- February 9th, 2011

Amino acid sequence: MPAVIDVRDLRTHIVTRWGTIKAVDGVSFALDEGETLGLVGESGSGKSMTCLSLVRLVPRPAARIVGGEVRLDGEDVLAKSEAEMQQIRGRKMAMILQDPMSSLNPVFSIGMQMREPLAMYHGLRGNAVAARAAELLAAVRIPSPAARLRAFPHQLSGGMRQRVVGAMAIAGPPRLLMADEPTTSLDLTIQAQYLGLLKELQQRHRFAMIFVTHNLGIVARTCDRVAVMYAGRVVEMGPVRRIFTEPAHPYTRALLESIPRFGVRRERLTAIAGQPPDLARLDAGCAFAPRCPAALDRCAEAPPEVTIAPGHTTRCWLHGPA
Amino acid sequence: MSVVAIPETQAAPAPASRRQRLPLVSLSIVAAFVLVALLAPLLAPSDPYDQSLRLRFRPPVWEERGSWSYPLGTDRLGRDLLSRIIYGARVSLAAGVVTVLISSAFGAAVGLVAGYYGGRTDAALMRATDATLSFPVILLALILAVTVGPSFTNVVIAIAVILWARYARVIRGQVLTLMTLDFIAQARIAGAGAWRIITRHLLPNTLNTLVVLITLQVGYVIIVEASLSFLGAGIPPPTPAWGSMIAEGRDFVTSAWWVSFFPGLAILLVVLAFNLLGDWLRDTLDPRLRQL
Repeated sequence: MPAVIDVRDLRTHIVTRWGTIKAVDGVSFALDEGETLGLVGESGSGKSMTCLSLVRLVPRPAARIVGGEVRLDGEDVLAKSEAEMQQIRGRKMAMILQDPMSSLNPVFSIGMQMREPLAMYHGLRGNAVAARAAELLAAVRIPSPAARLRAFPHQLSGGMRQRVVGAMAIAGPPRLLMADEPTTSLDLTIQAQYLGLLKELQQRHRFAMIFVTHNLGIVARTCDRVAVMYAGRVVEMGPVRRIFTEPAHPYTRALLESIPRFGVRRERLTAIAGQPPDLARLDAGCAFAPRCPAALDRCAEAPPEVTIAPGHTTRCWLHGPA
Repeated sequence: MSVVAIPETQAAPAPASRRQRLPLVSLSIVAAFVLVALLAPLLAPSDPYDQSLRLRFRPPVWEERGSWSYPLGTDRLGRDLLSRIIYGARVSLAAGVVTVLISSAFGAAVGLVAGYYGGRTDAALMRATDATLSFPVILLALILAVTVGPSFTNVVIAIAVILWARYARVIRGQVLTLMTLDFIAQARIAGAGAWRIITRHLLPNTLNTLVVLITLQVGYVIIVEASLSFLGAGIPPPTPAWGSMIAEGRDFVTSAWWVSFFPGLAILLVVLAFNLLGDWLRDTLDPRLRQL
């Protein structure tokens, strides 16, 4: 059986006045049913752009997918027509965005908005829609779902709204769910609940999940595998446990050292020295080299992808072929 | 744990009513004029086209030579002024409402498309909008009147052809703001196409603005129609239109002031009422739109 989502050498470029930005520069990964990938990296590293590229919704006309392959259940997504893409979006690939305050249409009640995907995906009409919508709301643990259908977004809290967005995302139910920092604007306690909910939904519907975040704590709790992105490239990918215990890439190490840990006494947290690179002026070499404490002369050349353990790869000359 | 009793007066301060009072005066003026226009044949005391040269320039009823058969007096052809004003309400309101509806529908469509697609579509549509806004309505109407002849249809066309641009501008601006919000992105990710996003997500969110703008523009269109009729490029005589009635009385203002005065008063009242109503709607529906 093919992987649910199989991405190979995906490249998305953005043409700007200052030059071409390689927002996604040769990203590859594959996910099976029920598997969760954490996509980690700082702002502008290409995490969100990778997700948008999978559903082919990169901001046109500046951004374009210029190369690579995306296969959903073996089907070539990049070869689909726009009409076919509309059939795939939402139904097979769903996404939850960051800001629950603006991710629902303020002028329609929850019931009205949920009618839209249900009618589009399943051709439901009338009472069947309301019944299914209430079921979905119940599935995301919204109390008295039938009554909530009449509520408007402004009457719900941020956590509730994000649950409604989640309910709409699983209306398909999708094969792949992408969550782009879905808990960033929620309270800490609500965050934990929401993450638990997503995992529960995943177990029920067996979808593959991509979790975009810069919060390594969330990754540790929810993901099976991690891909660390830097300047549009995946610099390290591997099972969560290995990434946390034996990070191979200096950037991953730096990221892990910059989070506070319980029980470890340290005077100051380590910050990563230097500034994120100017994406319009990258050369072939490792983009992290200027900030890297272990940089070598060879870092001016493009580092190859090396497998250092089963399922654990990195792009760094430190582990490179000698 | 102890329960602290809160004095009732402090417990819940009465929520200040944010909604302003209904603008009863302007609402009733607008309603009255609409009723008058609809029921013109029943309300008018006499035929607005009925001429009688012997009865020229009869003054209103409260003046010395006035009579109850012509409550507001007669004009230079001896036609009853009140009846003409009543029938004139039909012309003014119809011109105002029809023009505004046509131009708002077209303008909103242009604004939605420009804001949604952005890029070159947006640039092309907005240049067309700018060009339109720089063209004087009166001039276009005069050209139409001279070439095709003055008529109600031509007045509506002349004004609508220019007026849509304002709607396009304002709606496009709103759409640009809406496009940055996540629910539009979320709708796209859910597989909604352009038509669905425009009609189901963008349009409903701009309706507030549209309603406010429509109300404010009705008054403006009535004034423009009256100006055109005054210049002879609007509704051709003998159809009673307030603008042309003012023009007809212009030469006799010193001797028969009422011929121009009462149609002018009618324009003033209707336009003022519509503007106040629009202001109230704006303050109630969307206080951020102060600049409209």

As I walked down to the barn last night to do the chores I suddenly had a feeling that I was in Norway, or at least what I imagine Norway being like. The trees are plastered with snow, the pine's boughs bent to the ground under their load. The field is nearly featureless under the depth of the snow, the 5 foot electric fence showing only the topmost strands. And it was snowing...again. And blowing brutal cold. I told David my fancy and he said sourly "Not Norway, Russia" I can remember one winter that was worse but I don't remember worrying quite so much about it then. There is easily four feet of snow on the barn roof. It usually sheds it but the temperatures have been so low that every bit of snow that has fallen this winter has stayed. A couple of weeks ago we had a night that was 18 below not counting the wind chill. They had to cancel school because none of the school buses would run. Last week after a two day storm a local barn roof collapsed and with another storm on the way there was a run on roof rakes. You couldn't find one to buy for love nor money. Fortunately those horses in the collapsed barn survived because their stalls were built under the hay loft but we began to give our barn roof the hairy eyeball. It is fairly flat on the shed extension and it needed repairs this fall, which I did myself since David had a broken leg. I thought I did a pretty good job of it but now I'm getting nervous. I have been diligent about it this winter, raking the snow off three or four times as far as I could reach with an iron rake and my freaky long arms, but it was still only about half the depth of the stalls beneath. Normally it isn't much of an issue since I am married to a monkey boy who will climb up on anything. He would usually be up there with a scoop shovel and just take care of it but since he is just now beginning to walk without crutches, well, we are both a little bit sensitive about safety. So on to the hunt for a roof rake. After about an hour of phone calls we actually found a place that was out of them but were planning to pick up an order the next day. If we wanted one we needed to go down there and pre-pay for one. This hardware store was a real hole-in-the -wall. It reminded me of Starr and Bullocks from Deadwood. You could hardly move in there, it was floor to ceiling with all kinds of weird things. There were metal buckets hanging from the ceiling! I wouldn't have been surprised if they had the stuff you needed to pan for gold. There was also an moth-eaten old dog sleeping in the corner that had a dirty price tag stuck to the pad of it's paw, which entertained me to no end, and about eight other people jammed into that little space doing the exact same thing we were doing...pre-buying a roof rake. Well, we managed to get one and spent the next two days pulling snow off of various structures on the farm, ugh, it's wet, cold, miserable work. I actually like winter which is good since this year, because of David's injury, I have spent much more time out in the elements that I usually do. Our own private Norway has it's wild beauty. Some times it's a glittering fairytale land with sugar frosted horses but other times it's raw and rather dangerous. You can't see in the blowing snow and you get off the path and become mired in the drifts and the fairytale sugar horses become snorting, prehistoric- like beasts, their shaggy coats rattling with icicles. Every once in a while I think I'd like to live in town again but then I think, no, not yet.